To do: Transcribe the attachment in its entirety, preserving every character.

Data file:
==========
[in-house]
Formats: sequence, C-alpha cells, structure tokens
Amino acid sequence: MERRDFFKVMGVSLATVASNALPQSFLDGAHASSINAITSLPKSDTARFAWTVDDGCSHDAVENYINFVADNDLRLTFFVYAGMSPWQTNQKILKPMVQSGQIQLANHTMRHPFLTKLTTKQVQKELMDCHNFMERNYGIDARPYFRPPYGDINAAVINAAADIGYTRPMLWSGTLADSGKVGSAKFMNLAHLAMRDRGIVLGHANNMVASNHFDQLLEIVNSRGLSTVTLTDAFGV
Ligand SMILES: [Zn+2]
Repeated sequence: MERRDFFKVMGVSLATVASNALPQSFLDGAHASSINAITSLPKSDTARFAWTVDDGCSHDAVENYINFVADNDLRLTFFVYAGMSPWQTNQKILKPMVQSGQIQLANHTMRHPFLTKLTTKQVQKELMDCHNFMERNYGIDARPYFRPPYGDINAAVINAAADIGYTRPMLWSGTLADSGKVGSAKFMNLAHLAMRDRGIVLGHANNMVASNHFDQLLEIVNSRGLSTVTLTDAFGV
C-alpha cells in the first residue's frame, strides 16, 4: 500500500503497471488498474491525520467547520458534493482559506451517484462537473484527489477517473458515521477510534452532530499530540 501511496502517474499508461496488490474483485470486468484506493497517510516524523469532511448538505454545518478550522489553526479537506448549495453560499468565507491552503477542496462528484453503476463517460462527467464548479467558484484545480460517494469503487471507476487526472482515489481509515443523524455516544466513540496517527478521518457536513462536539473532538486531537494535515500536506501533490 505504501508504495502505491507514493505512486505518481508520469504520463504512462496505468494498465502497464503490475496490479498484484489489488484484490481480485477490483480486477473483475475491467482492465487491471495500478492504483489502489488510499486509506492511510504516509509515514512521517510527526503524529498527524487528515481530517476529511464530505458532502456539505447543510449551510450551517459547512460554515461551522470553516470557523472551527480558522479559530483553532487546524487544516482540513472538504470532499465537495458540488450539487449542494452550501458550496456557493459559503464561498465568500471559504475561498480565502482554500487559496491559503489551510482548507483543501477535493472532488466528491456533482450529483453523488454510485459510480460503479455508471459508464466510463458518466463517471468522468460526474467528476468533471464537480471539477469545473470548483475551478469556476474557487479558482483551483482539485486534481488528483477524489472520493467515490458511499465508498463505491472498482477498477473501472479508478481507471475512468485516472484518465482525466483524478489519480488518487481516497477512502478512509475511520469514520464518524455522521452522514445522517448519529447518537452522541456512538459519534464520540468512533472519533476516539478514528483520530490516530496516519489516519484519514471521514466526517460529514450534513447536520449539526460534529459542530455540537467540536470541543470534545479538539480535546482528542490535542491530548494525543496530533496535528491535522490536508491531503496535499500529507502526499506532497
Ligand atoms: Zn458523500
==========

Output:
[in-house]
Formats: sequence, C-alpha cells, structure tokens
Amino acid sequence: MERRDFFKVMGVSLATVASNALPQSFLDGAHASSINAITSLPKSDTARFAWTVDDGCSHDAVENYINFVADNDLRLTFFVYAGMSPWQTNQKILKPMVQSGQIQLANHTMRHPFLTKLTTKQVQKELMDCHNFMERNYGIDARPYFRPPYGDINAAVINAAADIGYTRPMLWSGTLADSGKVGSAKFMNLAHLAMRDRGIVLGHANNMVASNHFDQLLEIVNSRGLSTVTLTDAFGV
Ligand SMILES: [Zn+2]
Repeated sequence: MERRDFFKVMGVSLATVASNALPQSFLDGAHASSINAITSLPKSDTARFAWTVDDGCSHDAVENYINFVADNDLRLTFFVYAGMSPWQTNQKILKPMVQSGQIQLANHTMRHPFLTKLTTKQVQKELMDCHNFMERNYGIDARPYFRPPYGDINAAVINAAADIGYTRPMLWSGTLADSGKVGSAKFMNLAHLAMRDRGIVLGHANNMVASNHFDQLLEIVNSRGLSTVTLTDAFGV
C-alpha cells in the first residue's frame, strides 16, 4: 500500500503497471488498474491525520467547520458534493482559506451517484462537473484527489477517473458515521477510534452532530499530540 501511496502517474499508461496488490474483485470486468484506493497517510516524523469532511448538505454545518478550522489553526479537506448549495453560499468565507491552503477542496462528484453503476463517460462527467464548479467558484484545480460517494469503487471507476487526472482515489481509515443523524455516544466513540496517527478521518457536513462536539473532538486531537494535515500536506501533490 505504501508504495502505491507514493505512486505518481508520469504520463504512462496505468494498465502497464503490475496490479498484484489489488484484490481480485477490483480486477473483475475491467482492465487491471495500478492504483489502489488510499486509506492511510504516509509515514512521517510527526503524529498527524487528515481530517476529511464530505458532502456539505447543510449551510450551517459547512460554515461551522470553516470557523472551527480558522479559530483553532487546524487544516482540513472538504470532499465537495458540488450539487449542494452550501458550496456557493459559503464561498465568500471559504475561498480565502482554500487559496491559503489551510482548507483543501477535493472532488466528491456533482450529483453523488454510485459510480460503479455508471459508464466510463458518466463517471468522468460526474467528476468533471464537480471539477469545473470548483475551478469556476474557487479558482483551483482539485486534481488528483477524489472520493467515490458511499465508498463505491472498482477498477473501472479508478481507471475512468485516472484518465482525466483524478489519480488518487481516497477512502478512509475511520469514520464518524455522521452522514445522517448519529447518537452522541456512538459519534464520540468512533472519533476516539478514528483520530490516530496516519489516519484519514471521514466526517460529514450534513447536520449539526460534529459542530455540537467540536470541543470534545479538539480535546482528542490535542491530548494525543496530533496535528491535522490536508491531503496535499500529507502526499506532497
Ligand atoms: Zn458523500